Milder inflation boosts ‘hot money’ inflows | Inquirer Business
Four-month high hit in November

Milder inflation boosts ‘hot money’ inflows

/ 02:10 AM December 29, 2023

MANILA  -More short-term foreign funds entered the country in November against those that left, posting their biggest net inflow in four months and reversing October’s net outflow as easing inflation uplifted investor sentiment.

Foreign portfolio investments (FPIs) recorded a net inflow of $673 million last month, a turnaround from $328-million net outflows in October, the Bangko Sentral ng Pilipinas (BSP) reported on Thursday.

Data showed this was the best reading since the $962-million net inflow back in July. Since the beginning of the year, FPIs yielded a net outflow of $42 million, a reversal from last year’s net inflow of $794 million.


Broken down, gross inflows in November jumped by 65 percent month-on-month to $1.6 billion, with 71.4 percent of new FPIs going to government securities like Treasury bonds and Treasury bills. The rest was invested in the local stock market and other instruments.


Gross outflows, meanwhile, amounted to $902 million, down by 29.7 percent from October. Figures showed the United States remains to be the top destination of capital flight last month.

Calming nerves

Michael Ricafort, chief economist at Rizal Commercial Banking Corp. (RCBC), said the milder inflation uptick at home and abroad helped calm investor nerves.

READ: PH inflation slows further, moves closer to target

“The worst has been seen already in the US and local financial markets in October and started to post hefty gains since November,” Ricafort said in an emailed commentary.

Also known as “hot money” because of their flighty nature, FPIs are highly sensitive to developments onshore and offshore unlike firmer commitments such as foreign direct investments.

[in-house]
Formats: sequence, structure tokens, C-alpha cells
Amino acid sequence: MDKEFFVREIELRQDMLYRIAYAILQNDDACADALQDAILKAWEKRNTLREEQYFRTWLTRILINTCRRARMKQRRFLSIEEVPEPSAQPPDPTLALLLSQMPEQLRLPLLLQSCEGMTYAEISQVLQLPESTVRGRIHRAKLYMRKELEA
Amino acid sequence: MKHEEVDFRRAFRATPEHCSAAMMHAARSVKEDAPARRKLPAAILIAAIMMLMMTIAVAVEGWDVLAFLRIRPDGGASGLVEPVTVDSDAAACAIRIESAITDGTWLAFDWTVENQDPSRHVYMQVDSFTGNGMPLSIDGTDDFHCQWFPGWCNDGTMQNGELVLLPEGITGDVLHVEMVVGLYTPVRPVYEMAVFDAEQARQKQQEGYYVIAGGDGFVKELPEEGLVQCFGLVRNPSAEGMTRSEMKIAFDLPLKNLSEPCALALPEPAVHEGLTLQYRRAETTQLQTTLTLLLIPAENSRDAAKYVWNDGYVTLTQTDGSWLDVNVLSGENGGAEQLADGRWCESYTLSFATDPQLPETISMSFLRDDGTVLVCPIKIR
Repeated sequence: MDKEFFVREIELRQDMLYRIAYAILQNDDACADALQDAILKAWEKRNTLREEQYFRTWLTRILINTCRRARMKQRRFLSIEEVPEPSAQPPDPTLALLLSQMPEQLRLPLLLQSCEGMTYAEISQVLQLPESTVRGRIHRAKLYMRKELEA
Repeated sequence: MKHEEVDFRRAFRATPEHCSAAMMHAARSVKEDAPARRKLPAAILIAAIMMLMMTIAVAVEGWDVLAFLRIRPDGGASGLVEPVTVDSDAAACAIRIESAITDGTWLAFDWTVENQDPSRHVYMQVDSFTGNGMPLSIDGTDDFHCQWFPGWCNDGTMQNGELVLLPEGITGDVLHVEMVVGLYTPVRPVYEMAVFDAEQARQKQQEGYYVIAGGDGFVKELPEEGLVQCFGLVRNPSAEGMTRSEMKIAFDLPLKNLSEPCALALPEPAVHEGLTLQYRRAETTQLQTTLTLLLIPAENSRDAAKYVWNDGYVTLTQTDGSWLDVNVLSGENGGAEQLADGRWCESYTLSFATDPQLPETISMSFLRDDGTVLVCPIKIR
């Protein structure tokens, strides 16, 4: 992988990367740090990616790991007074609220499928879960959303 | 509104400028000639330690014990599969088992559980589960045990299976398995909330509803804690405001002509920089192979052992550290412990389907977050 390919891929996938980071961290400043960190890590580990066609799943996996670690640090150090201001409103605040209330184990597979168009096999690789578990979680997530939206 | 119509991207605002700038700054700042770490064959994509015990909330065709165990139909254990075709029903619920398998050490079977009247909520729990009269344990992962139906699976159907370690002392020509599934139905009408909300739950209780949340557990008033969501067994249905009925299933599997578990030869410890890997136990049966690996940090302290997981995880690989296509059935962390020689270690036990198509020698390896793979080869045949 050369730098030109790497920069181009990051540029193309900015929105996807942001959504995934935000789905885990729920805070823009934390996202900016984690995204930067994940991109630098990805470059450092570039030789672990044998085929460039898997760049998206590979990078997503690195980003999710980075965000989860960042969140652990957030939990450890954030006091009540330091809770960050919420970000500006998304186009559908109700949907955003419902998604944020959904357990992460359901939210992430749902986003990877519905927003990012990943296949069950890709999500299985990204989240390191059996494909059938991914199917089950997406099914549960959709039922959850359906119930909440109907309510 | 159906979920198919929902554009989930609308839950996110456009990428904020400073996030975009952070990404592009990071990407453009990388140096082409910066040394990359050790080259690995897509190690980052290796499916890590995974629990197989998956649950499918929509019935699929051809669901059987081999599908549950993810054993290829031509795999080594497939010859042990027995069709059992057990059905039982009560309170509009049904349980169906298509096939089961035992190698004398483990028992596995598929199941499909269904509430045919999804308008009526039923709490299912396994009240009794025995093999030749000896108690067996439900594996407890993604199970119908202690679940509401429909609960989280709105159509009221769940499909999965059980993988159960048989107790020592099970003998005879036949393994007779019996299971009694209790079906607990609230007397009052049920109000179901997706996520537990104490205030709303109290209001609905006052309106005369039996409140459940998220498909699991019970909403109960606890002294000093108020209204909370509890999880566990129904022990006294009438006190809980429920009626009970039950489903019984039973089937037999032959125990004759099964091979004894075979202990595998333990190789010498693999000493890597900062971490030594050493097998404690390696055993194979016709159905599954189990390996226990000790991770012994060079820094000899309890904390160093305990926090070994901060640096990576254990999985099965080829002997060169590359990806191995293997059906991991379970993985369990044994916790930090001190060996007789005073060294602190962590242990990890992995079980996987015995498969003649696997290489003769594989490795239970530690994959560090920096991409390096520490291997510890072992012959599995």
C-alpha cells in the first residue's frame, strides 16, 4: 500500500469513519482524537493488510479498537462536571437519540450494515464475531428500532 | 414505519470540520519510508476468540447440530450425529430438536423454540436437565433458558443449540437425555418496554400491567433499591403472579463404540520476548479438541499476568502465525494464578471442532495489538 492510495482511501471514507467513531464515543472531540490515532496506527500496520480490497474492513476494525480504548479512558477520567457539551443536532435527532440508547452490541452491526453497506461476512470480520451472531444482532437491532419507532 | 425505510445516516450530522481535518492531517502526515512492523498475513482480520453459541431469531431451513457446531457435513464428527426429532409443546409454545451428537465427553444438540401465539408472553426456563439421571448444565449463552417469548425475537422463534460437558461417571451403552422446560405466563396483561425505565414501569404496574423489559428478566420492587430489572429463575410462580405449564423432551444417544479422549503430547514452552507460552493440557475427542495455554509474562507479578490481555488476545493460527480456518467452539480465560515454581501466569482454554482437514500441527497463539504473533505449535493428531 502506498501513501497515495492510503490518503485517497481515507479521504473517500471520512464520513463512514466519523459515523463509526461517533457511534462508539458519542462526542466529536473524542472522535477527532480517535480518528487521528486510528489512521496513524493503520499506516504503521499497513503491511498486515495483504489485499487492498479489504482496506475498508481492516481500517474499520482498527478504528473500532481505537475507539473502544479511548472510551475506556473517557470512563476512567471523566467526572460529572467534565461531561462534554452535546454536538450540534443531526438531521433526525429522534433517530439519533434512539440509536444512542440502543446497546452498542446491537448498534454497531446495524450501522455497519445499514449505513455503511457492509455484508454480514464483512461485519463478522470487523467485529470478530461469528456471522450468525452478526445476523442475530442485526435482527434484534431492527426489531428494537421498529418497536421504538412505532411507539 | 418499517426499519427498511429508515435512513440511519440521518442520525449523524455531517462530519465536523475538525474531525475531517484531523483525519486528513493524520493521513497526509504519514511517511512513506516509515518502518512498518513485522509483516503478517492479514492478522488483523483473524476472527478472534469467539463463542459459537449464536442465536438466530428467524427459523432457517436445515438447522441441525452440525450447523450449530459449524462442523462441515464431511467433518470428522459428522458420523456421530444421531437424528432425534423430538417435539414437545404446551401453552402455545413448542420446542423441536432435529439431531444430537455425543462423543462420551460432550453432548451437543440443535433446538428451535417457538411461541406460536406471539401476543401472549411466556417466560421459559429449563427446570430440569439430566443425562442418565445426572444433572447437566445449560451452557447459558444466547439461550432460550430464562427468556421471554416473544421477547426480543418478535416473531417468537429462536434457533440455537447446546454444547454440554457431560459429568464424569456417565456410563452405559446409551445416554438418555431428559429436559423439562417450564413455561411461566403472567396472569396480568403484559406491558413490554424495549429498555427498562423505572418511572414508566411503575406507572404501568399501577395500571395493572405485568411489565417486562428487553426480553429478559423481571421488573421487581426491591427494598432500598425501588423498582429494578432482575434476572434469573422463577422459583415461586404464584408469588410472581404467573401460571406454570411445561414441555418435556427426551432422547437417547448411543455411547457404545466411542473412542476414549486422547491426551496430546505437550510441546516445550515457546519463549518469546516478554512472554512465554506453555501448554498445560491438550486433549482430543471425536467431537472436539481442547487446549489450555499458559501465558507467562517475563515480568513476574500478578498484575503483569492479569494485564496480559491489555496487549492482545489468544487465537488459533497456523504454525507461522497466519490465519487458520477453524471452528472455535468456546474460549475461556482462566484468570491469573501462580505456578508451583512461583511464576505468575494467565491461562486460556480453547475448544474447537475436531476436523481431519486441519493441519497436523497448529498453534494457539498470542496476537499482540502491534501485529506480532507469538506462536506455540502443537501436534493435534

This year, the BSP projected a net inflow of $1 billion which, if realized, would be unchanged from the 2022 figure.


Government data showed inflation softened for the second straight month in November at 4.1 percent, inching closer to the BSP’s 2- to 4-percent target range. Still, the central bank said monetary authorities “deems it necessary to keep settings sufficiently tight until a sustained downtrend in inflation becomes evident.”

US rate cuts

For RCBC’s Ricafort, expectations of rate cuts in the United States in 2024 would ease the pressure on the BSP to keep its ultra-tight monetary policy settings for much longer, something that could boost hot money inflows in December.

READ: With rate hikes likely done, Fed turns to timing of cuts

However, he warned of upward price pressures from a prolonged El Niño dry spell and rising global rice prices.

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“For the coming months, hot money data could improve after better-than-expected local [gross domestic product] and inflation data since November,” Ricafort said. —Ian Nicolas P. Cigaral INQ

TAGS: BSP, Foreign portfolio investments, hot money inflows

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